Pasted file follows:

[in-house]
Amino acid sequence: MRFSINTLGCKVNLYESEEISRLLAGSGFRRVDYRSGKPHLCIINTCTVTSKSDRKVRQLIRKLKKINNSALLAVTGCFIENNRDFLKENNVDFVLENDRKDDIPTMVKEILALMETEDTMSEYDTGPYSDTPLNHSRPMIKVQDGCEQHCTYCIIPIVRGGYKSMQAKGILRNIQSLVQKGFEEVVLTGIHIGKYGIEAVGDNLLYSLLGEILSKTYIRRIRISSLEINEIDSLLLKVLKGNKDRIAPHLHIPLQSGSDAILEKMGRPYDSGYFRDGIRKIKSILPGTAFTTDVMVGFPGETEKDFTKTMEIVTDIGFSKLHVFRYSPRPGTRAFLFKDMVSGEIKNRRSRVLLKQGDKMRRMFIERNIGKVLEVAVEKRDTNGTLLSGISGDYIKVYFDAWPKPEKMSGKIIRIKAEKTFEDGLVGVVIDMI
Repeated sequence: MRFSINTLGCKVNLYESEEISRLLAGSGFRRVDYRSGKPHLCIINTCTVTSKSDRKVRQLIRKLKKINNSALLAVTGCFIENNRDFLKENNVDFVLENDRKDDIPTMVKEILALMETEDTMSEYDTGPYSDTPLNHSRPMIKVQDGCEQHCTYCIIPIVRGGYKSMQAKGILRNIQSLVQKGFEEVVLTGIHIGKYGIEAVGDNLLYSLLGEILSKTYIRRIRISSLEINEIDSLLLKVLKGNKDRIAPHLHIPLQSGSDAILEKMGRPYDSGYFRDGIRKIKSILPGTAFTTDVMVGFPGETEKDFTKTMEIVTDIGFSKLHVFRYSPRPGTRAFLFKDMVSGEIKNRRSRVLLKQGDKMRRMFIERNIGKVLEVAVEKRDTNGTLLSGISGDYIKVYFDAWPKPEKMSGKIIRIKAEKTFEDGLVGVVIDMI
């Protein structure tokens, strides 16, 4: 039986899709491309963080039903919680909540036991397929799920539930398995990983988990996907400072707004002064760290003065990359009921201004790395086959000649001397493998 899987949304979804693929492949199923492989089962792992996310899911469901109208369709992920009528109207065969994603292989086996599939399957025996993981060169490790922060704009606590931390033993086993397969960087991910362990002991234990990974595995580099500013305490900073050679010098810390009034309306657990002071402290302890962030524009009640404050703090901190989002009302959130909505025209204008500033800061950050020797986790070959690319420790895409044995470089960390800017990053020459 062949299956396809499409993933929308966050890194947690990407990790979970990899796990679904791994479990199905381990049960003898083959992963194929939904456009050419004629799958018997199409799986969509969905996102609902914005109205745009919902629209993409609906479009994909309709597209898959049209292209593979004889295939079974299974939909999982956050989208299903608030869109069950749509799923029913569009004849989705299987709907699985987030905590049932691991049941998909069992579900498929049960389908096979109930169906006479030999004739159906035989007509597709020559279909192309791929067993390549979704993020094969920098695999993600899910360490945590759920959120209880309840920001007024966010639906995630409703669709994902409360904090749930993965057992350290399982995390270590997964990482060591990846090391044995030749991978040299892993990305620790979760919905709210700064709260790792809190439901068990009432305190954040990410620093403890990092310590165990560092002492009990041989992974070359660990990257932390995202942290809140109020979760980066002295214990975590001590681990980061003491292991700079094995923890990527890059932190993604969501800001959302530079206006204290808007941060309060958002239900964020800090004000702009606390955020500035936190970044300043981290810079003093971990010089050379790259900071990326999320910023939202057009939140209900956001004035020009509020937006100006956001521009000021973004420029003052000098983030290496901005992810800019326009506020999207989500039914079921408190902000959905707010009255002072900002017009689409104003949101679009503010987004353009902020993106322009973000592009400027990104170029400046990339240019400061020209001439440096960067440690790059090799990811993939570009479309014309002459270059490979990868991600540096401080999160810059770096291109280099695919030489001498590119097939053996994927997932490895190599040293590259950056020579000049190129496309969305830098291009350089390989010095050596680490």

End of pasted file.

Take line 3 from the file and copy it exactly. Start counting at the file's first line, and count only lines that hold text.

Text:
Repeated sequence: MRFSINTLGCKVNLYESEEISRLLAGSGFRRVDYRSGKPHLCIINTCTVTSKSDRKVRQLIRKLKKINNSALLAVTGCFIENNRDFLKENNVDFVLENDRKDDIPTMVKEILALMETEDTMSEYDTGPYSDTPLNHSRPMIKVQDGCEQHCTYCIIPIVRGGYKSMQAKGILRNIQSLVQKGFEEVVLTGIHIGKYGIEAVGDNLLYSLLGEILSKTYIRRIRISSLEINEIDSLLLKVLKGNKDRIAPHLHIPLQSGSDAILEKMGRPYDSGYFRDGIRKIKSILPGTAFTTDVMVGFPGETEKDFTKTMEIVTDIGFSKLHVFRYSPRPGTRAFLFKDMVSGEIKNRRSRVLLKQGDKMRRMFIERNIGKVLEVAVEKRDTNGTLLSGISGDYIKVYFDAWPKPEKMSGKIIRIKAEKTFEDGLVGVVIDMI